Going Public – Initial Public Offering or IPO
is going public?
the Securities Act of 1933, to sell stock to the public, your
company must register with the Securities
and Exchange Commission. You file a registration statement
with the SEC and when it is released, you may sell stock to the
public. This stock can trade in the public market and the company
then files under the Securities and Exchange Act of 1934.
Not only do you get new money, but you can more easily raise
money in the future -- public companies have an easier time
raising money because the investor has a built-in exit strategy.
Private companies have no built-in exit strategy and the
investor's money is locked in and the investor is therefore
reluctant to invest.
you can get a better price for the company -- Some
private companies who want to sell out go public first to get a
help value the company for estate tax purposes - To
provide a market for cashing out
attract top employees because you can give incentive stock
options -- Incentive stock options are an inexpensive
way to motivate top employees
be able to make acquisitions for stock -- Like
being able to print your own money
-- Public companies have a better reputation, are more
freedom -- Being public maximizes company options and
Wealth -- nothing beats control of a public company for
increasing your net worth
Insider Trading -- you can also buy back your stock when it is
underpriced and sell it when it is overprices in the market,
subject to the insider trading rules.
Advantages of a
Conventional Public Offering
Reverse mergers have
developed a bad name recently because of frauds in certain Chinese
You avoid the risk
of buying a public shell with a hidden problem.
You avoid the
problem of having the shell merchant dump stock on you in the
aftermarket or otherwise manipulating your stock. If your stock is
manipulated by the shell merchant, your shareholders may
mistakenly think you are doing it.
save the cost of buying a shell – up to $125,000 for a Pink
Sheet shell and up to $450,000 for an OTC
and Costs of Conventional Public Offerings
SEC can drag its feet and request seemingly endless changes in the
registration statement. I have seen deals take over a year to get
through the SEC.
have never seen a company CEO show up for the closing of an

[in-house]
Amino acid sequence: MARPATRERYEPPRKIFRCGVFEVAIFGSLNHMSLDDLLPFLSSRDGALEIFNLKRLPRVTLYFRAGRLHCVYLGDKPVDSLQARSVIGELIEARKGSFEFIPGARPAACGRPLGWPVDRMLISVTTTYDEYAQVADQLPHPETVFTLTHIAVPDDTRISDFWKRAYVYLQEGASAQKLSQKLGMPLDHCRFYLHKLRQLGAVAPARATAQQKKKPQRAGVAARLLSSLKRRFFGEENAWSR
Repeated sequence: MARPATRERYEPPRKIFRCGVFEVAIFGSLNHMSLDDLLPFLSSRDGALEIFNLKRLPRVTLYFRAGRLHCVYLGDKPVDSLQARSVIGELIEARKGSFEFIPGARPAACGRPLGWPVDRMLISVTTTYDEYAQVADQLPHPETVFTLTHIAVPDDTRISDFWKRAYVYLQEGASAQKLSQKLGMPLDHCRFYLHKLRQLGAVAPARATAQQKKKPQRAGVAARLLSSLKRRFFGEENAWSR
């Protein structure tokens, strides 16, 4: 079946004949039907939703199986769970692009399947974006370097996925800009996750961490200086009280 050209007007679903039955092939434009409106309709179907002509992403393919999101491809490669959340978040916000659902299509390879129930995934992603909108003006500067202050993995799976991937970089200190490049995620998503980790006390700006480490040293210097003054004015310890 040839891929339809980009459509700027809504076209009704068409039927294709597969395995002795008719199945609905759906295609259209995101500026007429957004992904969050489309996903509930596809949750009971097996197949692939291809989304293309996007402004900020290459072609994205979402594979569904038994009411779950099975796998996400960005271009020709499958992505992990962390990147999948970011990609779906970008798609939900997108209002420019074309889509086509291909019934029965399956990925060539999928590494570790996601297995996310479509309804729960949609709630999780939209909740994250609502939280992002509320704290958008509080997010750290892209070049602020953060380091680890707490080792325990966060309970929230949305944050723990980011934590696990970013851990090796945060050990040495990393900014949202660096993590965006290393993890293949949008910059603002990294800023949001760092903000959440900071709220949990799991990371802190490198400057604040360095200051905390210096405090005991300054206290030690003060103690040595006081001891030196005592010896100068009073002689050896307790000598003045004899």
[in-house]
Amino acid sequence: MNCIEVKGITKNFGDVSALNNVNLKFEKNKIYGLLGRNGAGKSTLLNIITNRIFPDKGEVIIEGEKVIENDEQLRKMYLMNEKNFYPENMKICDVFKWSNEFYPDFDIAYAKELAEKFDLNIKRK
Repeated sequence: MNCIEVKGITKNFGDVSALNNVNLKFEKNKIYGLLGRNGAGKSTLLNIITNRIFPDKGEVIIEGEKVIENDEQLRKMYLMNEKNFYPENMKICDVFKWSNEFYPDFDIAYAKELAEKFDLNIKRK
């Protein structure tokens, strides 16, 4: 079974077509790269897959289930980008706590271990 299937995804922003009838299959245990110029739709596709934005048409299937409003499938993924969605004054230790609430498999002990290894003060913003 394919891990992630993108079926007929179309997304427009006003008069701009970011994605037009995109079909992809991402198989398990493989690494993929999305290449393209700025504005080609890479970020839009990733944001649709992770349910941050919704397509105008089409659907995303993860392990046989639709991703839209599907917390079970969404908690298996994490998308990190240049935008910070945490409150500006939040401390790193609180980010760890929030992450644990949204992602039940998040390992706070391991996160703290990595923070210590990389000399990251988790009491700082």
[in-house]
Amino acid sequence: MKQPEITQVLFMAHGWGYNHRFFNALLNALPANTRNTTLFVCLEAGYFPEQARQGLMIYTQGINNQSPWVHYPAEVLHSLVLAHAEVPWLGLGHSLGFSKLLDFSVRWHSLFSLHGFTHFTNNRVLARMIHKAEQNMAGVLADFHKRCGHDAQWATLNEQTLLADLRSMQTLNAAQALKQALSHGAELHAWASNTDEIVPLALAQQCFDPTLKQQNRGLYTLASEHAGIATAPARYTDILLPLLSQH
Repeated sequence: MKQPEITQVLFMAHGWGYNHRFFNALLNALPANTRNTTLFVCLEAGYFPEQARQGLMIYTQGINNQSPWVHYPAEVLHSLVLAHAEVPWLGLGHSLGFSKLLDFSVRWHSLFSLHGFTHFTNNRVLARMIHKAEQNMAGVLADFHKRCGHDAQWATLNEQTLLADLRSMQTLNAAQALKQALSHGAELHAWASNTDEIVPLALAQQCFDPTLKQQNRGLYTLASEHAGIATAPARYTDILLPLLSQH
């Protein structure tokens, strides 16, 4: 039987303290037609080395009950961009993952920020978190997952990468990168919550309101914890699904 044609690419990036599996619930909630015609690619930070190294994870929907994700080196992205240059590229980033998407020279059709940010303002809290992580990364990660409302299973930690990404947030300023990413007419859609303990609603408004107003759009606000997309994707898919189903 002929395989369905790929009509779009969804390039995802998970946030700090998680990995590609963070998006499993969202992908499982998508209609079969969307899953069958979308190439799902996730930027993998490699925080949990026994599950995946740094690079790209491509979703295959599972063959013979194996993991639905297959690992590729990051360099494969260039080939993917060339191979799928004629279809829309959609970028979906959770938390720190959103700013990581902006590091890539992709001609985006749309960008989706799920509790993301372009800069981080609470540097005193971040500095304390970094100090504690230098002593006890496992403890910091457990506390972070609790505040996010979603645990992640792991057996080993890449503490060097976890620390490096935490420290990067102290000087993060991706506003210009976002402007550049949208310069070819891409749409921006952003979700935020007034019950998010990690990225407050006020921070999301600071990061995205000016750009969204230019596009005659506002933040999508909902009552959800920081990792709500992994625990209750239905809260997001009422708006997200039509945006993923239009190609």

offering without large bags under his eyes. An offering can
dominate your time for as much as a year in the case of a public
offering. Imagine enduring endless meetings with lawyers and
accountants, while knowing that all of these professionals you see
before you have their meter running at your expense.
yourself, it is like buying a house and seeing the long list of
costs you are charged.
of the amount raised. For a small deal. Up to $40,000, for a $10
million deal, Up to $250,000
of the amount raised. For a small deal up to $40,000, for a $10
million deal up to $250,000
to be the big one, sometimes larger than the legal bill. Now
prospectus can be delivered over the Internet.
yourself. For small deal, could be $10,000, $10 million deal maybe
closing percentage of prospects contacted, number of prospectuses
mailed out, average purchase of each buyer, etc.
of 1% $3,333 for a small deal, $33,333 for a big one.
vary from state to state. See the NASAA
site for links to state securities regulators.
underwriter for an small, speculative deal can take the equivalent
of 15% of the proceeds. See Negotiating with the Underwriter.
agent, stock certificates, etc.
$5,000 to start, $500 to $5,000 each month, depending on trading
diligence and "dog and pony show" meetings
ever amount you want to spend, $5,000 to $25,000.
as a %
deal maybe 30%, large deal maybe 10%.
here to see expenses on actual IPOs
here to find out your alternatives to going public in an IPO
The SEC has new rules governing public offerings. See SEC Release
No. 33-8591. To find out what this means to you, contact us.
here for the next section, Reverse Merger Disadvantages and Risks